Re: [PATCH] Bugfix for handling of shadow doorbell buffer.

From: Linus Torvalds
Date: Tue Aug 14 2018 - 22:02:45 EST

On Tue, Aug 14, 2018 at 6:35 PM Michal Wnukowski <wnukowski@xxxxxxxxxx> wrote:
> I got confused after comaring disassembly of this code with and
> without volatile keyword. Thanks for the correction.

Note that _usually_, the "volatile" has absolutely no impact. When
there is one read in the source code, it's almost always one access in
the generated code too.

That's particularly true if the read like this access do dbbuf_ei:

if (!nvme_dbbuf_need_event(*dbbuf_ei, value, old_value))

is only used as an argument to a real function call.

But if that function is an inline function (which it is), and the
argument ends up getting used multiple times (which in this case it is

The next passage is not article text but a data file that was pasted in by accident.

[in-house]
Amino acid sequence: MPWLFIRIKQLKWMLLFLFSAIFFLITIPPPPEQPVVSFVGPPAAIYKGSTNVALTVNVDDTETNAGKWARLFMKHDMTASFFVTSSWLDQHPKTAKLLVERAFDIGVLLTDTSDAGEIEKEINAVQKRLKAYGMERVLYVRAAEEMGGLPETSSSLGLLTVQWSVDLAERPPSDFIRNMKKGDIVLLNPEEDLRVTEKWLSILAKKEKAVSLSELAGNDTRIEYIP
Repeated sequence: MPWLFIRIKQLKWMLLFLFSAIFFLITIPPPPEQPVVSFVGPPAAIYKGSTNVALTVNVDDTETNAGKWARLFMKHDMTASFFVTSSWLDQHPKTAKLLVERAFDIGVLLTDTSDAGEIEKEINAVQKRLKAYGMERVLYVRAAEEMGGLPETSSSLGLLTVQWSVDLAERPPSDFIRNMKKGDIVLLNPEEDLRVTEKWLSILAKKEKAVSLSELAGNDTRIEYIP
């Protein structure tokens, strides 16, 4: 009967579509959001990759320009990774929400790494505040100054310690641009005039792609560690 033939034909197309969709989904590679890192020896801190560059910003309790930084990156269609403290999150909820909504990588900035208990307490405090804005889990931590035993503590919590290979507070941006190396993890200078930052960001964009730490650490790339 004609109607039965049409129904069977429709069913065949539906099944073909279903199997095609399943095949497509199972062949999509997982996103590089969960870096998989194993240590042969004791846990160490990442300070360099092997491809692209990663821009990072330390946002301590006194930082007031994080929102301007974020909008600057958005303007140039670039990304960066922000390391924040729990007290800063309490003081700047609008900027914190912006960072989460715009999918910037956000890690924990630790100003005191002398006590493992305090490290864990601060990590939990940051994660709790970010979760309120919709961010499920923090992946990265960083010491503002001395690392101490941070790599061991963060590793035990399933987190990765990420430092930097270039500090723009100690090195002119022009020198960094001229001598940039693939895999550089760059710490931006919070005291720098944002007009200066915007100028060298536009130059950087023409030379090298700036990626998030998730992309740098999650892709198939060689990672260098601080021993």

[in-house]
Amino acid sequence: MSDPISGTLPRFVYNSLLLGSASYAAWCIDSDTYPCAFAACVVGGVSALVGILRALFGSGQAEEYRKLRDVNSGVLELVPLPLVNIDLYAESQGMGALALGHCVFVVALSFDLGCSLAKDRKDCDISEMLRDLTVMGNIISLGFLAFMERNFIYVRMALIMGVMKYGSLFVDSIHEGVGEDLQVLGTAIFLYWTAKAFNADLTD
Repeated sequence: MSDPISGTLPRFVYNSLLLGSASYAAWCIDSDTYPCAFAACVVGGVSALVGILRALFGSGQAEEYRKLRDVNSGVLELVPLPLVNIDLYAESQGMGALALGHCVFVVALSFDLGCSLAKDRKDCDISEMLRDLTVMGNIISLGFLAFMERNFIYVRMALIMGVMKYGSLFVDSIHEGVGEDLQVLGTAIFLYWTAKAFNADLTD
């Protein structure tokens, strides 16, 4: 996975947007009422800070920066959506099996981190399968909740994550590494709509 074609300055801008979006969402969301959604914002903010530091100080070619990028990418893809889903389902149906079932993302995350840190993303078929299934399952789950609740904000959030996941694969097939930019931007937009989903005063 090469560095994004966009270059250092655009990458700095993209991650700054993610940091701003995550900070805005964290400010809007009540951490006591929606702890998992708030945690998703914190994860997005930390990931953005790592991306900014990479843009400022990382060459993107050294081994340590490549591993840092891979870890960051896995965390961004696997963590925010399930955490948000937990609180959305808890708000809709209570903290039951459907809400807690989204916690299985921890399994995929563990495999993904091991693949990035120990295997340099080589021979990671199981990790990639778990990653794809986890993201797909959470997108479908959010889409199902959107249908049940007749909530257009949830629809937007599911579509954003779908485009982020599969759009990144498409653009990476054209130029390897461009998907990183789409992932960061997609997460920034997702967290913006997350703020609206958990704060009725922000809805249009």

not), then it is possible in theory that gcc ends up saying "instead
of reading the value once, and keep it in a register, I'll just read
it again for the second time".

That happens rarely, but it _can_ happen without the volatile (or the

The advantage of READ_ONCE() over using "volatile" in a data structure
tends to be that you explicitly mark the memory accesses that you care
about. That's nice documentation for whoever reads the code (and it's
not unheard of that the _same_ data structure is sometimes volatile,
and sometimes not - for example, the data structure might be protected
by a lock - not volatile - but people might use an optimistic lockless
access to the value too - when it ends up being volatile. So then it's
really good to explicitly use READ_ONCE() for the volatile cases where
you show that you know that you're now doing something special that
really depends on memory ordering or other magic "access exactly once"

> > I'm assuming that's the actual controller hardware, but it needs a
> > comment about *that* access being ordered too, because if it isn't,
> > then ordering this side is pointless.
> The other side in this case is not actual controller hardware, but
> virtual one (the regular hardware should rely on normal MMIO
> doorbells).

Ok, Maybe worth adding a one-line note about the ordering guarantees
by the virtual controller accesses.